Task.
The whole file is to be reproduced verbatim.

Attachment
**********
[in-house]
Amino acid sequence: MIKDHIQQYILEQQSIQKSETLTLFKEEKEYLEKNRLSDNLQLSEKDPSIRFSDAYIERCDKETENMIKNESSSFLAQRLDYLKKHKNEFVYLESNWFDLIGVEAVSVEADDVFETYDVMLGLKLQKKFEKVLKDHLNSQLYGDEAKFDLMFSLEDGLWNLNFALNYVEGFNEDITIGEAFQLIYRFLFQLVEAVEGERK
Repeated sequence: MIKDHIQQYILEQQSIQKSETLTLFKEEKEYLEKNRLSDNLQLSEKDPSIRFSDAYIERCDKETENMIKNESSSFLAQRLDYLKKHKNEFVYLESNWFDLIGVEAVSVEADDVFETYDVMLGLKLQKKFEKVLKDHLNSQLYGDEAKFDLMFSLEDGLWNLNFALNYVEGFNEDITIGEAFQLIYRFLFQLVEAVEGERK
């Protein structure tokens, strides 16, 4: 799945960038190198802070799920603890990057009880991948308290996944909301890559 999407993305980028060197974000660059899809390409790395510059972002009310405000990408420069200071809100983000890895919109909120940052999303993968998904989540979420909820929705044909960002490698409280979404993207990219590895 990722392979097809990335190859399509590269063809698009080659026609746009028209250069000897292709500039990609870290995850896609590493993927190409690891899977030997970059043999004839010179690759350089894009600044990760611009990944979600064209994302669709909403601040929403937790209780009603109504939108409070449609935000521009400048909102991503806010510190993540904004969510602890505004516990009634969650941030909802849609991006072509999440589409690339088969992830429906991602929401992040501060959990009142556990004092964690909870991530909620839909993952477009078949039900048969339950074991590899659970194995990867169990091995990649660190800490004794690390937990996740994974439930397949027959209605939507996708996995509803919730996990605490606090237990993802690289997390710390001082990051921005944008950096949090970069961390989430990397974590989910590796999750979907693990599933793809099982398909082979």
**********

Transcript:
[in-house]
Amino acid sequence: MIKDHIQQYILEQQSIQKSETLTLFKEEKEYLEKNRLSDNLQLSEKDPSIRFSDAYIERCDKETENMIKNESSSFLAQRLDYLKKHKNEFVYLESNWFDLIGVEAVSVEADDVFETYDVMLGLKLQKKFEKVLKDHLNSQLYGDEAKFDLMFSLEDGLWNLNFALNYVEGFNEDITIGEAFQLIYRFLFQLVEAVEGERK
Repeated sequence: MIKDHIQQYILEQQSIQKSETLTLFKEEKEYLEKNRLSDNLQLSEKDPSIRFSDAYIERCDKETENMIKNESSSFLAQRLDYLKKHKNEFVYLESNWFDLIGVEAVSVEADDVFETYDVMLGLKLQKKFEKVLKDHLNSQLYGDEAKFDLMFSLEDGLWNLNFALNYVEGFNEDITIGEAFQLIYRFLFQLVEAVEGERK
């Protein structure tokens, strides 16, 4: 799945960038190198802070799920603890990057009880991948308290996944909301890559 999407993305980028060197974000660059899809390409790395510059972002009310405000990408420069200071809100983000890895919109909120940052999303993968998904989540979420909820929705044909960002490698409280979404993207990219590895 990722392979097809990335190859399509590269063809698009080659026609746009028209250069000897292709500039990609870290995850896609590493993927190409690891899977030997970059043999004839010179690759350089894009600044990760611009990944979600064209994302669709909403601040929403937790209780009603109504939108409070449609935000521009400048909102991503806010510190993540904004969510602890505004516990009634969650941030909802849609991006072509999440589409690339088969992830429906991602929401992040501060959990009142556990004092964690909870991530909620839909993952477009078949039900048969339950074991590899659970194995990867169990091995990649660190800490004794690390937990996740994974439930397949027959209605939507996708996995509803919730996990605490606090237990993802690289997390710390001082990051921005944008950096949090970069961390989430990397974590989910590796999750979907693990599933793809099982398909082979």